The study did find that intensification of both forms of state presence simultaneously had large and statistically significant impacts on security. The results suggest there was a decrease of about 45.6 per cent in the number of reported crimes in streets targeted with both intensive policing and municipal services simultaneously. The combined effects of both interventions were largest on the highest crime hotspots.
An assessment of the displacement effects of the interventions revealed that the total crime deterred in targeted hotspots was modest and the results suggest that crime may have slightly increased in each of the (more than) 77,000 streets located within 250 meters of treated hotspot segments. When these displacement effects were added together, the study could not rule out the possibility that all directly deterred crimes were displaced to other neighbouring streets.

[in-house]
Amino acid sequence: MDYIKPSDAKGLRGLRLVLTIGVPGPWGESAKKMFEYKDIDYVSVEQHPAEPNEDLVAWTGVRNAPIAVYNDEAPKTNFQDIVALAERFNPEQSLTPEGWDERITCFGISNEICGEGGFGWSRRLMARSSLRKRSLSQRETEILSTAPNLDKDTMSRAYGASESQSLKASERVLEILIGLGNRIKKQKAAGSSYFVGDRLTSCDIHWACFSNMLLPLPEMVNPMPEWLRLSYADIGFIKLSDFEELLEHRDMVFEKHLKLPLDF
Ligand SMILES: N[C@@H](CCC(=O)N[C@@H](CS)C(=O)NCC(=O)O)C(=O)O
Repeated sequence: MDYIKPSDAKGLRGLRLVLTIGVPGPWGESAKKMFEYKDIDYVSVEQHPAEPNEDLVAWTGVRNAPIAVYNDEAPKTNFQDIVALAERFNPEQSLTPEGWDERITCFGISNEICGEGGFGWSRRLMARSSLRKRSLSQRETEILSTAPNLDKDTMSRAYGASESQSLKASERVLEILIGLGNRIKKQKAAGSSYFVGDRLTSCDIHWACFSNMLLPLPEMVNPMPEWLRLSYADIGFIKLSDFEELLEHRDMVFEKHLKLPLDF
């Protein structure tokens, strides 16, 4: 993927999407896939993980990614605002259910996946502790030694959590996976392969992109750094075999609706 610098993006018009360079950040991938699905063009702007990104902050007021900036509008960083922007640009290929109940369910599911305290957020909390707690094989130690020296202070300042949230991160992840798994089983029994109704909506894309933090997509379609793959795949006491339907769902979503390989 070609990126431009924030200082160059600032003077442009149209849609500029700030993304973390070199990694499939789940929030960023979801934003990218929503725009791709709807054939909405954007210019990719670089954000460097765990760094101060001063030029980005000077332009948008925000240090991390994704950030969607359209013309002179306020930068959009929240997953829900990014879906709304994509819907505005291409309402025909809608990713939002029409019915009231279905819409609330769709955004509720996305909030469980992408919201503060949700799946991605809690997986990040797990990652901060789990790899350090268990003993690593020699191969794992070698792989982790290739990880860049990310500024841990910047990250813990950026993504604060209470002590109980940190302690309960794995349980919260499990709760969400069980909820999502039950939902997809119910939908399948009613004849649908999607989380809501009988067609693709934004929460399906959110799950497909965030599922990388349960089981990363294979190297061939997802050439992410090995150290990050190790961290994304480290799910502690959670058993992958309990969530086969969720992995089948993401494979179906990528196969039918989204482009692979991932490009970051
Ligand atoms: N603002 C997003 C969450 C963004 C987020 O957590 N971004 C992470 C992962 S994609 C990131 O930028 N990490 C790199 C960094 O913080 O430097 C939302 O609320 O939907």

Implications for policy and practice
The authors conclude that intensive policing and municipal services alone do not lead to large or statistically significant increases in security around crime hotspots. However, the intensification of both forms of state presence simultaneously led to large positive impacts in security. Policymakers must make these place-based security interventions more effective on directly treated streets, for example, through more intensive state presence or less predictable policing. There is also a need to reduce the chances of adverse spillovers through various mechanisms, such as increasing general police presence, targeting crime clusters rather than individual segments, or combining place-based interventions with ones that target high-risk people and behaviours.